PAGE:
A trust fund recovery penalty (TRFP) describes the penalty you face (as an employer, CEO, or any other role that allows you to withhold income from employees) if you fail to send money to the IRS that was withheld from employee paychecks for income tax, social security, and/or Medicare payments. Trust fund recovery penalties are the largest penalties charged by the IRS and cannot be discharged in bankruptcy, which means it’s not something to be taken lightly. If this happens to you, the IRS could seize your assets to retrieve the money they are owed. Here we will go over exactly what to do to ensure things turn out in your favor.
1) Understand the Penalty and Your Role in the Business
These “trust fund” taxes get their name from employees that trust their employers to send their collected tax funds to the government on their behalf. The person or people ultimately held responsible for a failure to send these funds to the IRS could include employers, owners, CEOs, directors, employees, third party payroll administrators, accountants, and bookkeepers. Shareholders can also be held responsible (if the business is a corporation), as can members of the board of trustees (if the business is a non-profit).
Even if you are not explicitly involved in collecting these taxes, you could still be held accountable. For example, if you were aware that the taxes were being collected and not being paid to the IRS, you will be held liable. To prove that an individual is subject to the penalty, the IRS must show that the person was 1) Aware that the taxes were due, and 2) Aware that they weren’t being paid. In order to be charged with the penalty, the person in question must have purposefully or willfully ignored the law.
2) Be Prepared
You need to make sure you’re prepared. This is where IRS help services come in. If you are concerned that you may be held accountable for a trust fund recovery penalty, reach out to these services for help. The penalty process can be complex and experts know how the system works and how to help you get through it.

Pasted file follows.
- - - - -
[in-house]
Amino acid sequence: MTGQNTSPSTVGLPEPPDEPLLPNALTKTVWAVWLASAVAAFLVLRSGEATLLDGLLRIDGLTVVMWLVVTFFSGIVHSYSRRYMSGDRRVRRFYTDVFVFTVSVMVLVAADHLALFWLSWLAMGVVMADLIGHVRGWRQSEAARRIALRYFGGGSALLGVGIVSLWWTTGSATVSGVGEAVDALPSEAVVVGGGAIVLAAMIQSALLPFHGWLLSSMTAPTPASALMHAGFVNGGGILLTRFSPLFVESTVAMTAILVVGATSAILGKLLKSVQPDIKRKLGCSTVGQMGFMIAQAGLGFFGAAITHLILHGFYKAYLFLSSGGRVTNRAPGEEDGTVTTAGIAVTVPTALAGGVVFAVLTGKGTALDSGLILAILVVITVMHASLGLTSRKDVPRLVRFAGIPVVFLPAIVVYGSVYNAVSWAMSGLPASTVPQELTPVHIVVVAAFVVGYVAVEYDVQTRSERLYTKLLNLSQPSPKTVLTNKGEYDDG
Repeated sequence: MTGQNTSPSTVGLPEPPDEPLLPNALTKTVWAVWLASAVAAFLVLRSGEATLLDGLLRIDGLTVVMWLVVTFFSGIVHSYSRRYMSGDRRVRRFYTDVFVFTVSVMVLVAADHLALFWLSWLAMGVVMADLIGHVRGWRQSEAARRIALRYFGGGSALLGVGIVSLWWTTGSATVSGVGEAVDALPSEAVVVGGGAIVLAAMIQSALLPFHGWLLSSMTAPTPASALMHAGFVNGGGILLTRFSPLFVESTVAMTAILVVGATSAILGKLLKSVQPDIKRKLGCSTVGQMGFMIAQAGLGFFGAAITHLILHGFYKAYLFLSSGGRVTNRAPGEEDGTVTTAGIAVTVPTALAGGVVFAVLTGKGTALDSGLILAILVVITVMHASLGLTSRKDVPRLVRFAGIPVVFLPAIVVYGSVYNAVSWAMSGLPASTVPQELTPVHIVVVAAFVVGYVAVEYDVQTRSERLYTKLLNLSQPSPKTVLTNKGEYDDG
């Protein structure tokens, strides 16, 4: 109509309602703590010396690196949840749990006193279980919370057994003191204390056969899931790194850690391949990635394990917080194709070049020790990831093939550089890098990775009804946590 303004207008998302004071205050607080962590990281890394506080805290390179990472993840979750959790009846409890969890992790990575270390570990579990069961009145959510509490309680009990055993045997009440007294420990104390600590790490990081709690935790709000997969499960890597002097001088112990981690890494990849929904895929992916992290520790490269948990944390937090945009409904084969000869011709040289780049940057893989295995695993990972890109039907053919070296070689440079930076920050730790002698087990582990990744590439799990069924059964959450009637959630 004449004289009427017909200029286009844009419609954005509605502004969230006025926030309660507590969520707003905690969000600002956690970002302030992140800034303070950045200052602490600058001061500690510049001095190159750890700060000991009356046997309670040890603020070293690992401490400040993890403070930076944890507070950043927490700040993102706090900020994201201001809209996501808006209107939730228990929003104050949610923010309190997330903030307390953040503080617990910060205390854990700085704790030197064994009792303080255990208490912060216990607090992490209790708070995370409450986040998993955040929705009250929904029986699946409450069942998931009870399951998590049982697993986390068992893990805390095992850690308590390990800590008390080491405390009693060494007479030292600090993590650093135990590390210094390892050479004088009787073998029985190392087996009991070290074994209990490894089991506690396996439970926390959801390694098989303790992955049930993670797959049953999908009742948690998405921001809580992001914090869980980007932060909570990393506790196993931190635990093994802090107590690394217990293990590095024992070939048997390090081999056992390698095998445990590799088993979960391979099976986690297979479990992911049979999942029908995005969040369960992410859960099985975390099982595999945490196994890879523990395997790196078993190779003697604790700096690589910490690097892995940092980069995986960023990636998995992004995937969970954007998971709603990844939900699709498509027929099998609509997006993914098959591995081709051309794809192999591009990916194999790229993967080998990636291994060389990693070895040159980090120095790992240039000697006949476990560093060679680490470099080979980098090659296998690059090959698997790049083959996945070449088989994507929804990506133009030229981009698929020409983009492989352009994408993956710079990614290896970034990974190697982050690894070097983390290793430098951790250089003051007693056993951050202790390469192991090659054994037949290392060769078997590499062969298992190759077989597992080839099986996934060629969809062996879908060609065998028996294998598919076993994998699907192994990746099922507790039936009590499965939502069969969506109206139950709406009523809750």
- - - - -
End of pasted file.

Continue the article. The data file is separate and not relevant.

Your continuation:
Look out for a request from the IRS for extensive documentation and background information. Documents can include bank statements, canceled checks, details about passwords for online accounts and PINs for bank cards. You may be required to explain who in the company knows which passwords for which accounts. The IRS will be interested in seeing which employers or employees are responsible for paying the bills, who has control over the finances in general, and where any collected tax money goes.
The IRS will also likely make requests for any partnership contracts to determine how the power is distributed in the company, as well as job descriptions. If or when an IRS agent suspects an individual or party to be responsible, the IRS will request an interview or a series of interviews.
3) Know Your Options for a Trust Fund Recovery Penalty
If you are involved with a company involved in a TFRP, you have a couple of options. If you are an employee and can prove that you were unaware that payroll taxes were not being paid to the IRS, you can claim what is called a willfulness defense. You also have three specific “appeal” rights: 1) The right to appeal if requested within 60 days, 2) The right to have an authorized representative (i.e. an attorney) to accompany you during the appeal process, and 3) The right to have a court review the assessment in the event you disagree with the IRS Appeals decision.
When facing a trust fund recovery penalty, it’s always a good idea to consult with a professional. They can help you make sense of the situation, your role in it, and how to proceed with the penalty you’re facing. When facing a game you don’t know the ins and outs of, it’s always best to have an expert on your team.